3. In DE, to compare various treatments of land adjacent to ditches to enhance natural enemies, at four locations, 50-ft plots were arranged in a randomized complete block design with four treatments and four replicates along the length of the ditch. At the Carvel REC, plots were 12-ft wide and installed on the NW side of a tax ditch. Replicates were separated by a 50’ft buffer. Wheat and soybean were planted adjacent to the plots. At the Gumboro location, plots were 5-ft wide but installed on each side of a field drainage ditch for a total plot width of 10-ft. Corn was planted on each side of the ditch. At the Princess Anne site, plots were 10-ft wide but also installed on each side of a field drainage ditch for a total plot width of 20-ft. A 5-ft buffer separated each plot. At the Middletown site, plots were installed into a large grassy swale cutting through a corn field. Plots were 20-ft wide and separated from each other by 5-ft.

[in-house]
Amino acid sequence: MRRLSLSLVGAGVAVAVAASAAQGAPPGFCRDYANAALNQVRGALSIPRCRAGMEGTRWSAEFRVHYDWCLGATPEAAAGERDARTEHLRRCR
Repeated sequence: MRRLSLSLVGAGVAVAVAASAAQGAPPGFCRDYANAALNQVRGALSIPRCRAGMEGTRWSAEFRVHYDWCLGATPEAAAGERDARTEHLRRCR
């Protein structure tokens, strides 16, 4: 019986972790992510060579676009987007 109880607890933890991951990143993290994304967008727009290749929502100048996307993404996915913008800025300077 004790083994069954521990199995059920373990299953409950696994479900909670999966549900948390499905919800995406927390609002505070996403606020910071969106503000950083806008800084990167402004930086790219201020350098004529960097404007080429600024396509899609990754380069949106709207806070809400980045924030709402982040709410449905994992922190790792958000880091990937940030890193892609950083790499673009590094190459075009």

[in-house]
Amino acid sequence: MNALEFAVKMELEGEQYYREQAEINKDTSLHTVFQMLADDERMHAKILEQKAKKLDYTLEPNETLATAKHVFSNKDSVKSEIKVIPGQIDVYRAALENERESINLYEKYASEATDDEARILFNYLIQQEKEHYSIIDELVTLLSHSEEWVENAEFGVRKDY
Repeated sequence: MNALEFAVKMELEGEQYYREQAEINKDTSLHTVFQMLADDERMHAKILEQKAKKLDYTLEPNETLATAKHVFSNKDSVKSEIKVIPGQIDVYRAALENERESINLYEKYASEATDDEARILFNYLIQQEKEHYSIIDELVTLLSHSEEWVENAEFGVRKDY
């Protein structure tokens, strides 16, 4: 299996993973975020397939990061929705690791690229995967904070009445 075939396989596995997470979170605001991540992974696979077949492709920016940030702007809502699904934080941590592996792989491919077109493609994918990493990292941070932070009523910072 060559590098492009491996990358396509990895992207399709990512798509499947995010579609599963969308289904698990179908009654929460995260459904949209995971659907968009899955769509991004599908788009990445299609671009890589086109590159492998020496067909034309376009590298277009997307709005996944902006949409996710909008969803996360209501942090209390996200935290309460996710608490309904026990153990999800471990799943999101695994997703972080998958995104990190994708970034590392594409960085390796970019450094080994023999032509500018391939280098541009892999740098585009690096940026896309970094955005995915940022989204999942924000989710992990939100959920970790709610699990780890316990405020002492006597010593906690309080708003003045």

Wildflower, buckwheat, and mulch plots were prepared by trimming existing vegetation and residue. Straw mulch was added in a 2-in layer. One standard sized bale covered approximately 200 sq ft. Wildflower and buckwheat plots were treated with glyphosate (Makaze, 5 qts/acre) with a CO2-pressurized backpack sprayer fitted to a 9-ft boom equipped with 6 8003 nozzles and calibrated to deliver 18 GPA at 26 PSI. Plots were treated twice prior to residue incorporation via Mantis tiller to prepare the seed bed. Wildflower seed was broadcast using a hand spinner at a rate of 9.7lbs /acre. Buckwheat seed was spread using the same method, this time at a rate of 50lbs /acre. After seeding was completed, the soil was raked to incorporate the seed.